The FCC will vote on a proposal to charge tier-specific rates for leased access, which is the requirement that cable ops lease channel capacity to unaffiliated programmers at regulated rates.
That is according to the FCC's tentative agenda for the July 16 public meeting.
Given that the Republican majority is no fan of the rules, period, the further dereg is almost sure to pass.
Cable ops had argued that leased access rules and rate regs were both outdated and unconstitutional and need to go. Though they did acknowledge the FCC can't simply scrap them since Congress imposed the mandate--FCC Chairman Ajit Pai is nothing if not a strict reader of statute.
Back in June 2019, the FCC voted unanimously--with a couple of partial dissents--to tweak and review its rules requiring cable operators to provide channel capacity to independent programmers. The Commissioners voted to approve a Report and Order (R&O) and Second Further Notice of Proposed Rulemaking (FNPRM) that would vacate the FCC's 2008 leased access rules, adopt new rules that "reflect changes in the video programming market," and seek comment on whether the rules should still be in place at all. It did not resolve the issue of changing the rate formula given those market changes.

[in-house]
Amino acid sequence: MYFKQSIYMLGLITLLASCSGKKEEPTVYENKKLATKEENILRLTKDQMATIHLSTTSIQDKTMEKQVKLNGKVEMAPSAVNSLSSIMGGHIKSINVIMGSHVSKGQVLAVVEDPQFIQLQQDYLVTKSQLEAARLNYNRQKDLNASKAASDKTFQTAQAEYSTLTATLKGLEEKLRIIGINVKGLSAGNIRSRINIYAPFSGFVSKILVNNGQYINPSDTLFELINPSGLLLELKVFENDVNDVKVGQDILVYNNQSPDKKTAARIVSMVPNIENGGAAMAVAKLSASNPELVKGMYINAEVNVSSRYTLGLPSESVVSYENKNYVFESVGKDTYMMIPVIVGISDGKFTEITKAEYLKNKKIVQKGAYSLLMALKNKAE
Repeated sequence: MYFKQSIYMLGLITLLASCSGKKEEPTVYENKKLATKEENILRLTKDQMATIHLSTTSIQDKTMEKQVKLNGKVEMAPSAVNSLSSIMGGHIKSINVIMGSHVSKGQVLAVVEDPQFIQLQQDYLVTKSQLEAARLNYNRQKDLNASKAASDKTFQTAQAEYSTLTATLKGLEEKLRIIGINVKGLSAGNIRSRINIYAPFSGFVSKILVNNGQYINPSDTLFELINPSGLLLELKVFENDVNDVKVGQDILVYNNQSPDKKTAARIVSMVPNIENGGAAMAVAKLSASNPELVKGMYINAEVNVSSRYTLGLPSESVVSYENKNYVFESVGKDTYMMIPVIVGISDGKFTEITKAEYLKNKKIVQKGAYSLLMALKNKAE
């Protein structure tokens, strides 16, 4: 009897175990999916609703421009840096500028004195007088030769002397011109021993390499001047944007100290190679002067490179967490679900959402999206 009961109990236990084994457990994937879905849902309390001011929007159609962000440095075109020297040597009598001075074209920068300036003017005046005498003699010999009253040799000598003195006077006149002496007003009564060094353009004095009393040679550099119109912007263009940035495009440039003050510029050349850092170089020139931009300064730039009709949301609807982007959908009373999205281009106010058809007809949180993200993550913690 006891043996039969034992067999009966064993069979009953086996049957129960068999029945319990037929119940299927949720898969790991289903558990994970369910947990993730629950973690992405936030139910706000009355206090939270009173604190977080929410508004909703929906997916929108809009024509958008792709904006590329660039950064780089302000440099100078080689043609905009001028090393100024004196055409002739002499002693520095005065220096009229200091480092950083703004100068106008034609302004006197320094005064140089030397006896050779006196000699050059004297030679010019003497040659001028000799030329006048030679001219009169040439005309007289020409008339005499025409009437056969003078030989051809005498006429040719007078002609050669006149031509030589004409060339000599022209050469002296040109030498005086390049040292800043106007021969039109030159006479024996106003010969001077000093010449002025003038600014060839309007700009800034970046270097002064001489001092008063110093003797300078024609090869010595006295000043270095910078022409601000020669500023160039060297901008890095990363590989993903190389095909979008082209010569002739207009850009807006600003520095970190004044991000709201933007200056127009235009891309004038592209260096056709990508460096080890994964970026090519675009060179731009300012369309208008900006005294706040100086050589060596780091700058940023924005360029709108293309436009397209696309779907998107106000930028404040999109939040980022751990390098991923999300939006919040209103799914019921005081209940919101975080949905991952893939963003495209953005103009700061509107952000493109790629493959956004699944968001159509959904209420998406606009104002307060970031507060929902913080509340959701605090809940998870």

But if the leased access rules aren't going away entirely, and Pai signaled in a blog on the agenda that they were not, cable operators don't want to have to charge bargain basement prices for prime tier real estate.
In the blog, Pai did say the need for the "burdensome" rules has "dramatically diminished" given that "programmers can now choose to distribute their content on a wide variety of online video platforms."
But he did say the FCC will vote on an order establishing a "simplified tier-specific rate calculation," which he said would ease that burden on cable ops "while also fulfilling our statutory obligation to establish rules for determining maximum reasonable leased access rates," a reference to the Congressional mandate to have such rules, a "burden" Pai clearly signaled he would be happy to lift entirely if it were up to the FCC.
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